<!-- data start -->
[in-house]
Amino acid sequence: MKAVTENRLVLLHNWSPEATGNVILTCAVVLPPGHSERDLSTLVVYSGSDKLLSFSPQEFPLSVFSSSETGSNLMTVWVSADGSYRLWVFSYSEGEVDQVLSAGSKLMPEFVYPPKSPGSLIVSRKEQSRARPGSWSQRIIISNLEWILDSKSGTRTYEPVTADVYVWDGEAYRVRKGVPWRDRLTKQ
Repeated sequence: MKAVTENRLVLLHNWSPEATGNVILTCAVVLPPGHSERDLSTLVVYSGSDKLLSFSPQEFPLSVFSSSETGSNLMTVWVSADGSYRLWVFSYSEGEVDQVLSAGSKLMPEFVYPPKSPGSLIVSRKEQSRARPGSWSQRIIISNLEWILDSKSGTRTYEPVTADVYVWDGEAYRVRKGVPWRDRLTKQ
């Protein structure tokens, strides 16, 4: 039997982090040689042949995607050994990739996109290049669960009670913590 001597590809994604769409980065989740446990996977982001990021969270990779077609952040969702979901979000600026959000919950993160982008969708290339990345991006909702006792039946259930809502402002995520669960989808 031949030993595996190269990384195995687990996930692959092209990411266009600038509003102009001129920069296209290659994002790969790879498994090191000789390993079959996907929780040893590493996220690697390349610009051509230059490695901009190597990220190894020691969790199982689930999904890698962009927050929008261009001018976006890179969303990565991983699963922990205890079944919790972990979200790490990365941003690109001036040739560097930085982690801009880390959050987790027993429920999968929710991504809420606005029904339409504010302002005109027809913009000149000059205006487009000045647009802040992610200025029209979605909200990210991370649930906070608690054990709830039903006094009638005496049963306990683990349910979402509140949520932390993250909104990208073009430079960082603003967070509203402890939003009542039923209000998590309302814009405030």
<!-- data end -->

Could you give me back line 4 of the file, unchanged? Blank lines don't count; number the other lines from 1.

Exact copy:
């Protein structure tokens, strides 16, 4: 039997982090040689042949995607050994990739996109290049669960009670913590 001597590809994604769409980065989740446990996977982001990021969270990779077609952040969702979901979000600026959000919950993160982008969708290339990345991006909702006792039946259930809502402002995520669960989808 031949030993595996190269990384195995687990996930692959092209990411266009600038509003102009001129920069296209290659994002790969790879498994090191000789390993079959996907929780040893590493996220690697390349610009051509230059490695901009190597990220190894020691969790199982689930999904890698962009927050929008261009001018976006890179969303990565991983699963922990205890079944919790972990979200790490990365941003690109001036040739560097930085982690801009880390959050987790027993429920999968929710991504809420606005029904339409504010302002005109027809913009000149000059205006487009000045647009802040992610200025029209979605909200990210991370649930906070608690054990709830039903006094009638005496049963306990683990349910979402509140949520932390993250909104990208073009430079960082603003967070509203402890939003009542039923209000998590309302814009405030």